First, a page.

Ketogenic diets are emerging as protective interventions in preclinical and clinical models of somatosensory nervous system disorders. Additionally, dysregulation of succinyl-CoA 3-oxoacid CoA-transferase 1 (SCOT, encoded by Oxct1 ), the fate-committing enzyme in mitochondrial ketolysis, has recently been described in Friedreich's ataxia and amyotrophic lateral sclerosis. However, the contribution of ketone metabolism in the normal development and function of the somatosensory nervous system remains poorly characterized. The authors generated s ensory n euron-specific, A dvillin- C re k nockout of O xct1 (SNACKO) mice and characterized the structure and function of their somatosensory system. They used histological techniques to assess sensory neuronal populations, myelination, and innervation of the skin and spinal dorsal horn. Cutaneous and proprioceptive sensory behaviors with the von Frey test, radiant heat assay, rotarod, and grid-walk tests were also examined. SNACKO mice exhibited myelination deficits, altered morphology of putative Aδ soma from the dorsal root ganglion, reduced cutaneous innervation, and abnormal innervation of the spinal dorsal horn compared to wildtype mice. Synapsin 1-Cre-driven knockout of Oxct1 confirmed deficits in epidermal innervation following a loss of ketone oxidation. Loss of peripheral axonal ketolysis was further associated with proprioceptive deficits, yet SNACKO mice did not exhibit drastically altered cutaneous mechanical and thermal thresholds. Knockout of Oxct1 in peripheral sensory neurons resulted in histological abnormalities and severe proprioceptive deficits in mice. The authors conclude that ketone metabolism is essential for the development of the somatosensory nervous system. These findings also suggest that decreased ketone oxidation in the somatosensory nervous system may explain the neurological symptoms of Friedreich's ataxia.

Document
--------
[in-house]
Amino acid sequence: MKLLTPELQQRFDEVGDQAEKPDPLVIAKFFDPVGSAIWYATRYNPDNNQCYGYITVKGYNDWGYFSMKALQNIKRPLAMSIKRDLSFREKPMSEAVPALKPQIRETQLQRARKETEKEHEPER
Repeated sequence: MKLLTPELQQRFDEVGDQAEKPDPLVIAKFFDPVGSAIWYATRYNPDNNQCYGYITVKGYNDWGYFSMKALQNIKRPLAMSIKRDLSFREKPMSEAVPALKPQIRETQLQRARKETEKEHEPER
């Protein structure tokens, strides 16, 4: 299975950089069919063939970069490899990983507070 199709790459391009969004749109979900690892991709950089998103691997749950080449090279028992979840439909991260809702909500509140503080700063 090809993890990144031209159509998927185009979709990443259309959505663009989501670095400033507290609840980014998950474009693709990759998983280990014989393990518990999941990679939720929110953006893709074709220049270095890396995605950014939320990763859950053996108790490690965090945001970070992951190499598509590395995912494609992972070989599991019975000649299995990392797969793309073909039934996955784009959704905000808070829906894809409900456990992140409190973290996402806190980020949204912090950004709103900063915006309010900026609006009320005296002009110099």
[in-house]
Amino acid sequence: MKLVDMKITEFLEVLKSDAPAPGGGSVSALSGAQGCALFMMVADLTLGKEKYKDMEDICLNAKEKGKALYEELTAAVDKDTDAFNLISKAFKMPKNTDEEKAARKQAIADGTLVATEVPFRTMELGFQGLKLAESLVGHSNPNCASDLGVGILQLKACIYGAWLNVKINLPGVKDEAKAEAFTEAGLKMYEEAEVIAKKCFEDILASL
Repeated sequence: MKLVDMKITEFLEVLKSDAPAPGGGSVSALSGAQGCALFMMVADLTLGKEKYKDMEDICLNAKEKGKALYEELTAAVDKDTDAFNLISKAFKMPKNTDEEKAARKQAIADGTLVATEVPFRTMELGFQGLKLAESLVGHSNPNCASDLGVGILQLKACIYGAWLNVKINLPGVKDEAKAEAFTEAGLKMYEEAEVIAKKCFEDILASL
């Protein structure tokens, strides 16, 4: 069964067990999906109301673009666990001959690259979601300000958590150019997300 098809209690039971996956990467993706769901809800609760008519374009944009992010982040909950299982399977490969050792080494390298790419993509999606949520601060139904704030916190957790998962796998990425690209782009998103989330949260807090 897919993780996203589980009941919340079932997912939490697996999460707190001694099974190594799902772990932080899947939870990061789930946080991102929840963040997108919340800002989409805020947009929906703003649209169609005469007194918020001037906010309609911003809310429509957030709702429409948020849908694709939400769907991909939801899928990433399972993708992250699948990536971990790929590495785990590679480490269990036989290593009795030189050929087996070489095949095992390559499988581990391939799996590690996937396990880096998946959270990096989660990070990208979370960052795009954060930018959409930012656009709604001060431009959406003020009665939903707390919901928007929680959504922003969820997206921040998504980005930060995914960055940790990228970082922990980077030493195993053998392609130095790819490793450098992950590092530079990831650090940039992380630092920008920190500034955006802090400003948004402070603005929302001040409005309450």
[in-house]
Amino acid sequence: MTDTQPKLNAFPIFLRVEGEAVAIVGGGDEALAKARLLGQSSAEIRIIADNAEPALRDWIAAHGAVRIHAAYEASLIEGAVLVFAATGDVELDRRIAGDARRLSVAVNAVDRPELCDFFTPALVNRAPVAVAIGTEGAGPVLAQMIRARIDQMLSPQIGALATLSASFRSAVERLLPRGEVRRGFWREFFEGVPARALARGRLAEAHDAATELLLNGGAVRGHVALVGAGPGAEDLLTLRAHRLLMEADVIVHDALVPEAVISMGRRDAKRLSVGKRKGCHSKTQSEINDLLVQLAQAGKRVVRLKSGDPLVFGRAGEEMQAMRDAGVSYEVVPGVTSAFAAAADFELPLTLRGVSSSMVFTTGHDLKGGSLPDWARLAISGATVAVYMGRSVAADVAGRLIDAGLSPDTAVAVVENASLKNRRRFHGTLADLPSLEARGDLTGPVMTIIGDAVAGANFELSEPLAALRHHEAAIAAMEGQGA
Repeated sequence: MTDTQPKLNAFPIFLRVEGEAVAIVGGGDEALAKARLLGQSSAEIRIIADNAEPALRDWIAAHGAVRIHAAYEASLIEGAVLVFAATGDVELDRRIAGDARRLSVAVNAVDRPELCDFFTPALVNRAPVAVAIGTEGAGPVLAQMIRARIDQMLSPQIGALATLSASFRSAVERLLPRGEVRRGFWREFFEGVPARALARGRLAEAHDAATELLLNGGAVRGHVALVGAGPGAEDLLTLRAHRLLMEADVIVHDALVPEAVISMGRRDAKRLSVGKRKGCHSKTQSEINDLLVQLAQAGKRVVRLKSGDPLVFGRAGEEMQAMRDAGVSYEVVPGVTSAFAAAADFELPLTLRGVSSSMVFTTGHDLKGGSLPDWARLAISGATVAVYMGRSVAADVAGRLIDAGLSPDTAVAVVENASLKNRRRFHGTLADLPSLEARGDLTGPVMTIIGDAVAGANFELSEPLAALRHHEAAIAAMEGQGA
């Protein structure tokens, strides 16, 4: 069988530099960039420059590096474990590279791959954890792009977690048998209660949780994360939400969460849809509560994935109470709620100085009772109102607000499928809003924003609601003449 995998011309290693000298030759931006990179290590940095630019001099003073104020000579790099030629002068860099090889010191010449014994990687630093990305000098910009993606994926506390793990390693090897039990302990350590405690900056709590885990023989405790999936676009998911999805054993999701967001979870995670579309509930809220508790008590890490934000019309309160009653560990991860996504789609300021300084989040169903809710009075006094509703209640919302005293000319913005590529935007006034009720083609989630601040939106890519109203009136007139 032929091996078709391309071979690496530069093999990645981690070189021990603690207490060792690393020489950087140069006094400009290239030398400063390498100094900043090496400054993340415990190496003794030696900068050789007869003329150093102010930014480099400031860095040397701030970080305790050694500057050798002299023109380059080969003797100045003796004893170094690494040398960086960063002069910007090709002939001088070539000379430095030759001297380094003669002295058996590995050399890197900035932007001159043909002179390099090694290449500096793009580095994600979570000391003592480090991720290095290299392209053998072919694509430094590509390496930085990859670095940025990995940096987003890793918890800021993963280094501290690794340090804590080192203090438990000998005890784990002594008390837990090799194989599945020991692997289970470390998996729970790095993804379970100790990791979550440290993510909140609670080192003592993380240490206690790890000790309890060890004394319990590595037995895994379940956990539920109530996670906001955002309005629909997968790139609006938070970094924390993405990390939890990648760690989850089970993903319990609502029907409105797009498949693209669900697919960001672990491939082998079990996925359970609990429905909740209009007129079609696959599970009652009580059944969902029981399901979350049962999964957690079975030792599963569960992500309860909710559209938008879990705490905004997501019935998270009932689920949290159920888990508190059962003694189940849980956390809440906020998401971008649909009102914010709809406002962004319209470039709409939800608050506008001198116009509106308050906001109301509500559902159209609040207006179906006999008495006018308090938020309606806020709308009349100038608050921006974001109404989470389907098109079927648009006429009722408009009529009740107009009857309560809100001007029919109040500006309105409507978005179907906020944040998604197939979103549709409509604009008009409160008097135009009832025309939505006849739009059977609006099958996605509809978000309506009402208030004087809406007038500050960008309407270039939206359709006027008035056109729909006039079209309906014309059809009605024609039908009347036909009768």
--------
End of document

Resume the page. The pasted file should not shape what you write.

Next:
Read the Full article here